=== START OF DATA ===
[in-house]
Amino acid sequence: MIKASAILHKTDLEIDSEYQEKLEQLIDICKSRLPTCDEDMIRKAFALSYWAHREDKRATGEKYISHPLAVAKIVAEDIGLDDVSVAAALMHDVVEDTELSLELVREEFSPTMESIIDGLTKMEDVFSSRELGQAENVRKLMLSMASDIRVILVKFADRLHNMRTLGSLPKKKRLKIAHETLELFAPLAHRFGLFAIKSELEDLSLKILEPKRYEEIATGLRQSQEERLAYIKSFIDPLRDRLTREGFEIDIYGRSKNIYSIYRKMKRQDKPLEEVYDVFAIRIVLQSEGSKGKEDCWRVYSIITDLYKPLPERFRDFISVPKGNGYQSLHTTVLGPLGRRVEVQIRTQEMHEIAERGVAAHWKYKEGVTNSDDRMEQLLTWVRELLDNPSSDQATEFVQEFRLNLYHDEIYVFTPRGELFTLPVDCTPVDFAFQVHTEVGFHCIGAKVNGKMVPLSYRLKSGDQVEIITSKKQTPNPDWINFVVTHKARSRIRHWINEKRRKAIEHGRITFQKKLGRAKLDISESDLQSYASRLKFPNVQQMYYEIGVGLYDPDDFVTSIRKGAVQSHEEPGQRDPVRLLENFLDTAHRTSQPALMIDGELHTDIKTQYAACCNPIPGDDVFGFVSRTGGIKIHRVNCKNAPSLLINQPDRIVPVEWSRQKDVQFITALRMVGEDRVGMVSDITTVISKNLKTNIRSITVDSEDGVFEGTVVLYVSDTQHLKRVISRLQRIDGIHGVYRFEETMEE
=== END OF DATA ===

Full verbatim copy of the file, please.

[in-house]
Amino acid sequence: MIKASAILHKTDLEIDSEYQEKLEQLIDICKSRLPTCDEDMIRKAFALSYWAHREDKRATGEKYISHPLAVAKIVAEDIGLDDVSVAAALMHDVVEDTELSLELVREEFSPTMESIIDGLTKMEDVFSSRELGQAENVRKLMLSMASDIRVILVKFADRLHNMRTLGSLPKKKRLKIAHETLELFAPLAHRFGLFAIKSELEDLSLKILEPKRYEEIATGLRQSQEERLAYIKSFIDPLRDRLTREGFEIDIYGRSKNIYSIYRKMKRQDKPLEEVYDVFAIRIVLQSEGSKGKEDCWRVYSIITDLYKPLPERFRDFISVPKGNGYQSLHTTVLGPLGRRVEVQIRTQEMHEIAERGVAAHWKYKEGVTNSDDRMEQLLTWVRELLDNPSSDQATEFVQEFRLNLYHDEIYVFTPRGELFTLPVDCTPVDFAFQVHTEVGFHCIGAKVNGKMVPLSYRLKSGDQVEIITSKKQTPNPDWINFVVTHKARSRIRHWINEKRRKAIEHGRITFQKKLGRAKLDISESDLQSYASRLKFPNVQQMYYEIGVGLYDPDDFVTSIRKGAVQSHEEPGQRDPVRLLENFLDTAHRTSQPALMIDGELHTDIKTQYAACCNPIPGDDVFGFVSRTGGIKIHRVNCKNAPSLLINQPDRIVPVEWSRQKDVQFITALRMVGEDRVGMVSDITTVISKNLKTNIRSITVDSEDGVFEGTVVLYVSDTQHLKRVISRLQRIDGIHGVYRFEETMEE